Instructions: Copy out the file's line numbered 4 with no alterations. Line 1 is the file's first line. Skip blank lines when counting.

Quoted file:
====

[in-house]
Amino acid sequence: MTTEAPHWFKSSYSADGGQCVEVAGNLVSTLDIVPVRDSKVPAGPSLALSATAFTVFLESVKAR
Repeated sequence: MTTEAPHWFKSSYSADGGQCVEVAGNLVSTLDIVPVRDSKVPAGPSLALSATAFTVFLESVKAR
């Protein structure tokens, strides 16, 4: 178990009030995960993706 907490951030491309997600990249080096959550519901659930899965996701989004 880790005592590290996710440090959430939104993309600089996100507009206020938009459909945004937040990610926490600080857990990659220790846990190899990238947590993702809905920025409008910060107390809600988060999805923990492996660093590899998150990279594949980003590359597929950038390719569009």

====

């Protein structure tokens, strides 16, 4: 178990009030995960993706 907490951030491309997600990249080096959550519901659930899965996701989004 880790005592590290996710440090959430939104993309600089996100507009206020938009459909945004937040990610926490600080857990990659220790846990190899990238947590993702809905920025409008910060107390809600988060999805923990492996660093590899998150990279594949980003590359597929950038390719569009």